Perhaps there is a bull/minotaur market for this sort of thing, and little Kaitlyn and Logan regularly pester their third grade teacher to regale them with the touching story of Baucis and Philemon. But if I’m right, and I’ll bet you five drachmae that I am, then this may be one of the worst marketing decisions ever made in the IT industry. Developing multimedia presentations is a costly endeavor. I’m not sure what marketing genius persuaded the corporate powers at Zane Software that there were thousands of little girls and boys out there who sat around dreaming about eloping with Helen, wife of King Menelaus, or (in a total failure of imagination) reviewing the story of Perseus. At any rate, it didn’t sell. Shocking, I know. And now it can be mine merely for the price of shipping. I’m thinking about having it shipped by air, as long as the flight involves feathers and wax.

Tuesday, May 01, 2007

Death by Suburb

“The suburbs weather onr souls. That is, there is an environmental variable, mostly invisible, that oxidizes the Christian spirit, like the metal of a car in the elements.”
-- David Goetz, Death by Suburb: How to Keep the Suburbs from Killing Your Soul

I will confess that I cordially hate the title of David Goetz’s book. Oh, good. Another smug hipster who can’t see because of the plank in his own urban eye. Suburbs bad. City good. Sure thing, Mr. Metropolis. Excuse me while I go fertilize my lawn.

Fortunately, that’s not what David Goetz is saying, and his argument is far more nuanced. Goetz argues that the danger of suburbia is that one will succumb to a life of comfort and ease; that the pull of the SUV and the Golden Retriever and the two kids running around on the well-manicured lawn is real precisely because it is good, that it represents an idealized sort of existence to which most people aspire.

My take: don’t worry about it, David. The “good life” is a mirage. It’s as illusory as any other vision of Utopia that crumbles in the light of harsh reality. It will sustain you for a while if you let it. But here’s a partial list of what you’ll find in suburbia: cancer, Alzheimer’s, alcoholism, drug addiction, mental illness, marital infidelity, job firings and layoffs, kids who break their arms when tumbling on the well-manicured lawns, Golden Retrievers who are run over by the SUVs. I don’t doubt that many people escape to suburbia with the goal of living a comfortable and protected life. But it won’t and can’t last, and people in suburbia are subject to the same senseless tragedies and self-inflicted wounds as any other demographic representation of humanity. This is because the world we live in is fallen and broken, and is apt to bite us in our well-padded asses even when we pretend that we can control it.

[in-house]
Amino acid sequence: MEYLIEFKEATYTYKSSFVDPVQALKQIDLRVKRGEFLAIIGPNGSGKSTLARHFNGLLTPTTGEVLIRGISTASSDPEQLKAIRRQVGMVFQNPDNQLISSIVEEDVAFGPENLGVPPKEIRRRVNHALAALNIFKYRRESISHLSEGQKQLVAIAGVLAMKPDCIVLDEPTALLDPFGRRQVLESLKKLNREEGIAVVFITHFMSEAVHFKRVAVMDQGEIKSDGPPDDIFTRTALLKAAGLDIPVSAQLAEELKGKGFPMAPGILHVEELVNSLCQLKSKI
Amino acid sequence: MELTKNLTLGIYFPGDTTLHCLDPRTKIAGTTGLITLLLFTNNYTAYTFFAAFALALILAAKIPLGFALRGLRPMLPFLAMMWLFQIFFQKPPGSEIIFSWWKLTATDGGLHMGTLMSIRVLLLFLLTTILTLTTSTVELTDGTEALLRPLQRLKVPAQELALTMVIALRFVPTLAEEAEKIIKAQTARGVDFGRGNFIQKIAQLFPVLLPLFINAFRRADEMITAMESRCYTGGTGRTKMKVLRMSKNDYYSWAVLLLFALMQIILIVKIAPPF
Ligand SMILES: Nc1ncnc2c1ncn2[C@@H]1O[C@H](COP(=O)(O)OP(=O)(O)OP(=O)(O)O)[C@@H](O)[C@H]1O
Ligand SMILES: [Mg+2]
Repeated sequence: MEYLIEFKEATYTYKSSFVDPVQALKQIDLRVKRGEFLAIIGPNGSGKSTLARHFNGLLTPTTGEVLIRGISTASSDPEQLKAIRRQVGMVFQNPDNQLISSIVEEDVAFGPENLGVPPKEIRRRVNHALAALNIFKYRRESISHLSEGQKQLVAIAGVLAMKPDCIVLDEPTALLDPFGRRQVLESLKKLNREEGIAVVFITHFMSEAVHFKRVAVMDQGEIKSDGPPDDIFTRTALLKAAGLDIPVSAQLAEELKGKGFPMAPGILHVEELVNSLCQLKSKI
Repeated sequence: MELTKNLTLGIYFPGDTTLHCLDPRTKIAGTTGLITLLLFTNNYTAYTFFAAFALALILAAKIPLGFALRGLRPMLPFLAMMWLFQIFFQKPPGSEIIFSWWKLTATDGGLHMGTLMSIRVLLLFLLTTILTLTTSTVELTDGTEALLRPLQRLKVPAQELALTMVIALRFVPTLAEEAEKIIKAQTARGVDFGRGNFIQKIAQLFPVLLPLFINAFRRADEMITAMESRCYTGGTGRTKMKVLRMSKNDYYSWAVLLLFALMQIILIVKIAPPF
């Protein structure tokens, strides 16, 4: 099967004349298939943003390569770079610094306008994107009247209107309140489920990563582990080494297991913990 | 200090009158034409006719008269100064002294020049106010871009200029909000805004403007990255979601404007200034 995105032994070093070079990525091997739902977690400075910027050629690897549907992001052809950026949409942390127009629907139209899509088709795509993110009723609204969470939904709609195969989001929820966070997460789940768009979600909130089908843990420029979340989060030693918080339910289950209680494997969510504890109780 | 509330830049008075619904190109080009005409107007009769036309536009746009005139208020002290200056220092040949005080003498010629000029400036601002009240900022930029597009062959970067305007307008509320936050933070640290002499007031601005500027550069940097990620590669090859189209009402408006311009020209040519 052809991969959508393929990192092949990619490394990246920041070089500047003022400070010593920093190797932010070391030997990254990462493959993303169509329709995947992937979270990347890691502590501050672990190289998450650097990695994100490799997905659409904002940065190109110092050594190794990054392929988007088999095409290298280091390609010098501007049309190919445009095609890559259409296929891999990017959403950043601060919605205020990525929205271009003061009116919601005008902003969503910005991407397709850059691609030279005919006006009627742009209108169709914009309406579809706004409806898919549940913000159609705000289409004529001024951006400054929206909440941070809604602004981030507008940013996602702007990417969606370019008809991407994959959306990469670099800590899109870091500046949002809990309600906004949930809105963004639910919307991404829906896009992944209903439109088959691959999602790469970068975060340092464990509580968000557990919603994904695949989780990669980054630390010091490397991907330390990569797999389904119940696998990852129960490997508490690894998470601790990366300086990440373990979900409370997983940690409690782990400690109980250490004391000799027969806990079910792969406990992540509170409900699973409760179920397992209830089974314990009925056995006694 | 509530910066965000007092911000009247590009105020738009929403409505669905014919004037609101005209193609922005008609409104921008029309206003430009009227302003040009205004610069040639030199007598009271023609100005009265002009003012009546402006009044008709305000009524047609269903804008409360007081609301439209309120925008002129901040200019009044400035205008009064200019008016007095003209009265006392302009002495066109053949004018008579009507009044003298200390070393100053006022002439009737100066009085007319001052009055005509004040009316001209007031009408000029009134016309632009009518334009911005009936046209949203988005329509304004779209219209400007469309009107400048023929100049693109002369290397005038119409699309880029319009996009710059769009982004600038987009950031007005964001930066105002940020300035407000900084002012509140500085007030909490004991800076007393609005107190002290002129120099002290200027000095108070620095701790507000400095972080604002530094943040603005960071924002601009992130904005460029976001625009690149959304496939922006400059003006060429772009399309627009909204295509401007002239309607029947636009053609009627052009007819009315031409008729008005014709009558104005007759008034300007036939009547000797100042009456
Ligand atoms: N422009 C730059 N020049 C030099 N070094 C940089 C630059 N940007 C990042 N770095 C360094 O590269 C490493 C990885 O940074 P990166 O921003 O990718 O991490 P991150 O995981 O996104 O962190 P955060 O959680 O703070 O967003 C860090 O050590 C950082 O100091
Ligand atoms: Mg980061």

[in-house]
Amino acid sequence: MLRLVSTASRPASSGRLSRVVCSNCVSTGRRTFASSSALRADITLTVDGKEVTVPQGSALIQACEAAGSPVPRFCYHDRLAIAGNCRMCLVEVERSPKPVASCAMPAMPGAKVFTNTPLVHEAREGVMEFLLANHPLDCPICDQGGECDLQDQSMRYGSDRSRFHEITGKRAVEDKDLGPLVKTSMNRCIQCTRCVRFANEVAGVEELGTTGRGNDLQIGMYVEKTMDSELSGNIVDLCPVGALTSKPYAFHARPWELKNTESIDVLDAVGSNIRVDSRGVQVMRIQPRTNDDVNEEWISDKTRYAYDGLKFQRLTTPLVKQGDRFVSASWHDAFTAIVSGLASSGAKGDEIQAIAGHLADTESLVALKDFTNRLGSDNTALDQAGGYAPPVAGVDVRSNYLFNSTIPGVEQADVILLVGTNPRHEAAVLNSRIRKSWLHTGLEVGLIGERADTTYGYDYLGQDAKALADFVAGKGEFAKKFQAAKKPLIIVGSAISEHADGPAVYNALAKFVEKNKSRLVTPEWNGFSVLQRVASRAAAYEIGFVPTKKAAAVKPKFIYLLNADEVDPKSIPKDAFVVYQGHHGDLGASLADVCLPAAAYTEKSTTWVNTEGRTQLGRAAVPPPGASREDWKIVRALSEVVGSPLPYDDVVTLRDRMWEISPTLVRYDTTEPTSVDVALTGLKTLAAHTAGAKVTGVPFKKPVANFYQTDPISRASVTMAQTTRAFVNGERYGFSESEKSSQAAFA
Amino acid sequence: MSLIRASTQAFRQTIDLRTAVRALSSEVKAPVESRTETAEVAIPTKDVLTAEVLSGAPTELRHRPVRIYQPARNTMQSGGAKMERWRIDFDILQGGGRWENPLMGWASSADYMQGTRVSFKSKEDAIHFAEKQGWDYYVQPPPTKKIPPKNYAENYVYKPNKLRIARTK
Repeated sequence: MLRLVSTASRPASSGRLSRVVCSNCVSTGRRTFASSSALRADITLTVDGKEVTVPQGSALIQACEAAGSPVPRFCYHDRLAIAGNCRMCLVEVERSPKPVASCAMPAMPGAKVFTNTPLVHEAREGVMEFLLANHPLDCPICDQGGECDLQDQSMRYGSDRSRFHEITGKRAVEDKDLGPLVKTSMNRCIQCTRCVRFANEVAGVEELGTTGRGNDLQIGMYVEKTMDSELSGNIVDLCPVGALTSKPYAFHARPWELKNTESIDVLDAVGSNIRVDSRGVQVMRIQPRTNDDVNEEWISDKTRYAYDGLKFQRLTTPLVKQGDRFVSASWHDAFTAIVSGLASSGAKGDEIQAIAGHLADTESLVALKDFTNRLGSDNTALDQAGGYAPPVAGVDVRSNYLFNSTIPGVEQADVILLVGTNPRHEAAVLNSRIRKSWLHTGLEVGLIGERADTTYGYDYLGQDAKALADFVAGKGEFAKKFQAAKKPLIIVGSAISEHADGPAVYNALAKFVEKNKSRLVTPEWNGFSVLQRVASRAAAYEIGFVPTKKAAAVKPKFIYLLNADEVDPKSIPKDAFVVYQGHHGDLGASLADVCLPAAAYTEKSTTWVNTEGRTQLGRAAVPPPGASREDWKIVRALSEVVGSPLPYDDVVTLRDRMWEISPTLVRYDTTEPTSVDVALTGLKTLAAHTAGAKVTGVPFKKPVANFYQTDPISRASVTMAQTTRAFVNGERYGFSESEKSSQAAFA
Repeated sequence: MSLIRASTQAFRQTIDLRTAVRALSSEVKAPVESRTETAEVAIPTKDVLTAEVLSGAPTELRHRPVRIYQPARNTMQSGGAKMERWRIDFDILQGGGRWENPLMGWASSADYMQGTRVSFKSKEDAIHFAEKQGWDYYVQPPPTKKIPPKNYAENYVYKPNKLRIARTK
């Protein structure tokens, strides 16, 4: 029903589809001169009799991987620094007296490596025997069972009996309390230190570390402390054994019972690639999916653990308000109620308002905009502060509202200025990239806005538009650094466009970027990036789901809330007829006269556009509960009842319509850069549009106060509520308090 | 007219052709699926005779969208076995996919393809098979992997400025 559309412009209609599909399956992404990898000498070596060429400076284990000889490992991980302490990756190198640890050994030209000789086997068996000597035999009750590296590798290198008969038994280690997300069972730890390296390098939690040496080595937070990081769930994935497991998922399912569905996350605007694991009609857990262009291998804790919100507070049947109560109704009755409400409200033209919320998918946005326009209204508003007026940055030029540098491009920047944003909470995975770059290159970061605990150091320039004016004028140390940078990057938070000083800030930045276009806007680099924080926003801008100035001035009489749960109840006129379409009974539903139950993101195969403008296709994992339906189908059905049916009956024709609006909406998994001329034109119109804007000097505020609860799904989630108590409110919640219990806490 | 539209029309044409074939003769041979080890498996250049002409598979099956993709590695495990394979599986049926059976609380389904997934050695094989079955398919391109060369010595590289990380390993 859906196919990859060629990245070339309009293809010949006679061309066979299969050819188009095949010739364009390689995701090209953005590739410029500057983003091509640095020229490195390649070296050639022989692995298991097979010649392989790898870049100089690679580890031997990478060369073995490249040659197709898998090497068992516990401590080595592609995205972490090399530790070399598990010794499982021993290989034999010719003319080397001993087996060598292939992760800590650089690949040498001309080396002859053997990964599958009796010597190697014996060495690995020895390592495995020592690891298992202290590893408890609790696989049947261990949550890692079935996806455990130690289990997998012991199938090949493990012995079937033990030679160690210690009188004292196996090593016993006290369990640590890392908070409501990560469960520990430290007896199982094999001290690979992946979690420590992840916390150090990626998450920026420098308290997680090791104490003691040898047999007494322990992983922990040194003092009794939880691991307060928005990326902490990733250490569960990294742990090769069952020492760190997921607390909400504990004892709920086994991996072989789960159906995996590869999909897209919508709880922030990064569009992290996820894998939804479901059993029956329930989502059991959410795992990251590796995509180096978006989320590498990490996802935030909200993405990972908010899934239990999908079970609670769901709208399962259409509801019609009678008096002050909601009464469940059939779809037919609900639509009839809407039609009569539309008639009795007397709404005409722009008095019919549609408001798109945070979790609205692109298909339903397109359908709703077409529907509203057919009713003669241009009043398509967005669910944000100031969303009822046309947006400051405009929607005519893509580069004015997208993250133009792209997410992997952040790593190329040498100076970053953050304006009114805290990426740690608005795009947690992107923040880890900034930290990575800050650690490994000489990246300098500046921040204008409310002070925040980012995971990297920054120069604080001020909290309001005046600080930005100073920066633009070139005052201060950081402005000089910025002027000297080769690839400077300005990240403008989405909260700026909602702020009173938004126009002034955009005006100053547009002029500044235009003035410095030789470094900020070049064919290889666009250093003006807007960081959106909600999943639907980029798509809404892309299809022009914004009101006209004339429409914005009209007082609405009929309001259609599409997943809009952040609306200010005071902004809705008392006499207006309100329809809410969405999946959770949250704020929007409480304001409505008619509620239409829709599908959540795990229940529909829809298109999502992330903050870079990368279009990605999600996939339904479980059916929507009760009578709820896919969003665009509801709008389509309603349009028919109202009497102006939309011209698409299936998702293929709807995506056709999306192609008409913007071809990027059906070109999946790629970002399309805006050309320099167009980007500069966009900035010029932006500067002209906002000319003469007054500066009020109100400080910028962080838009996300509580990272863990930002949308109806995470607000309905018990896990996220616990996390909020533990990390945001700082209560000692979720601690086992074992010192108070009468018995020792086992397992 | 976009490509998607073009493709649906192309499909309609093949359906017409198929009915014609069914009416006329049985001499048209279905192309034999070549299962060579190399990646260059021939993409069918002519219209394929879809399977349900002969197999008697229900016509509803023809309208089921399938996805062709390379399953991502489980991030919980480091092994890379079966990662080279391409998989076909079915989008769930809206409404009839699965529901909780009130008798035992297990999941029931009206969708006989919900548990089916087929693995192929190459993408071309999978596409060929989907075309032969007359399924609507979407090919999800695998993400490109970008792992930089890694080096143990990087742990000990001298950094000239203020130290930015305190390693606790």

What is unique about suburbia is the degree of self-deception that often accompanies the lifestyle choices. Life in the ‘burbs is all about controlling what can be controlled – relative safety, retirement investments, the quality of our childrens’ educations, dandelions and grubs. And because people are more apt to function believing that they are in control, the degree of shock when it all falls apart may actually be greater in suburbia than in places where chaos and lack of control are woven into the daily non-routine.

I don’t think it particularly matters, from a Christian standpoint, whether people live in the city or the country, the ghetto or the ‘burbs. One lifestyle choice is not holier than another, at least in this area. But where it does matter is that when the shit hits the fan in suburbia, people are more likely to find themselves in a state of shock and disbelief; I live a protected life, and this can’t be happening to me. But it is. In those situations, I would like to think that Christians have a timely answer that both acknowledges harsh reality and offers a real sense of hope. That’s when suburban Christians need to put down their fertilizer spreaders and simply be neighbors and friends, to enter in to the pain and the confusion and the grief of those around them.

And honestly, that’s the most challenging aspect about living in suburbia. The ‘burbs encourage isolation. They foster a world where relationships with neighbors consist of waving from the front seat of the minivan or SUV as automatic garage doors go up and down. It takes intentional effort to break through that. But you can engage suffering in a house with a security system and overly-mulched flower beds just as well as in a shelter for the homeless or a nursing home for the destitute. One is not better than the other, because suffering is an equal-opportunity afflicter of humanity. Both are good, and both are needed.